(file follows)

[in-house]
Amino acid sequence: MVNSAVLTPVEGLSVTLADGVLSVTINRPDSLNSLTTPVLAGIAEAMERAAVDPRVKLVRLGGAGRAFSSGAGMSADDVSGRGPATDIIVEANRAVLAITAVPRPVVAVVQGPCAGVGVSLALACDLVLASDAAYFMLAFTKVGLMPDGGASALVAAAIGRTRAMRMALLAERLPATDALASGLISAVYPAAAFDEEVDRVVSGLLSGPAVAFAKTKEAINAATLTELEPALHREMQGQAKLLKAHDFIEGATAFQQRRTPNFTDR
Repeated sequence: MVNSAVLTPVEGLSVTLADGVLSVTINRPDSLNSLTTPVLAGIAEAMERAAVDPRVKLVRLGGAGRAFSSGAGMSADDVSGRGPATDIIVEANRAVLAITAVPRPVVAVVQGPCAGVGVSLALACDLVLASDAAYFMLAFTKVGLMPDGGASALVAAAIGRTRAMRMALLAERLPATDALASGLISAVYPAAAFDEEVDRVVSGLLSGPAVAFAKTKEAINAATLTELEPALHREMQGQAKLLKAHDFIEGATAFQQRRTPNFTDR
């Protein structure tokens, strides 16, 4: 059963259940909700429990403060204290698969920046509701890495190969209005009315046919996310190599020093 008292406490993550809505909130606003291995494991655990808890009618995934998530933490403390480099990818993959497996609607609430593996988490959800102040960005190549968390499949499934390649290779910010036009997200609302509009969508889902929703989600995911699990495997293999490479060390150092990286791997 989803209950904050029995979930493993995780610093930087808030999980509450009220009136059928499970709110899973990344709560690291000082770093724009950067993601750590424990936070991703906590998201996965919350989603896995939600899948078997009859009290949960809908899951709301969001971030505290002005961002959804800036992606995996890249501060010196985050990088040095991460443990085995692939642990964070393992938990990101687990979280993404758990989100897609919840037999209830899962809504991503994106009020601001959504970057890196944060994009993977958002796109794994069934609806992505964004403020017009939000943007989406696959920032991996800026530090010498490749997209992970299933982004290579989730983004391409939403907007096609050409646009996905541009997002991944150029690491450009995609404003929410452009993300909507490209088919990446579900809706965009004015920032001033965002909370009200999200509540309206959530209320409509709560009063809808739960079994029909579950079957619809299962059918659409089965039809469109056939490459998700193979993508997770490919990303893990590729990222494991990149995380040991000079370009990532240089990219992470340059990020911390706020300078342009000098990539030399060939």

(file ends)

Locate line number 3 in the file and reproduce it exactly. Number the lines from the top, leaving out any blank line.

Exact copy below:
Repeated sequence: MVNSAVLTPVEGLSVTLADGVLSVTINRPDSLNSLTTPVLAGIAEAMERAAVDPRVKLVRLGGAGRAFSSGAGMSADDVSGRGPATDIIVEANRAVLAITAVPRPVVAVVQGPCAGVGVSLALACDLVLASDAAYFMLAFTKVGLMPDGGASALVAAAIGRTRAMRMALLAERLPATDALASGLISAVYPAAAFDEEVDRVVSGLLSGPAVAFAKTKEAINAATLTELEPALHREMQGQAKLLKAHDFIEGATAFQQRRTPNFTDR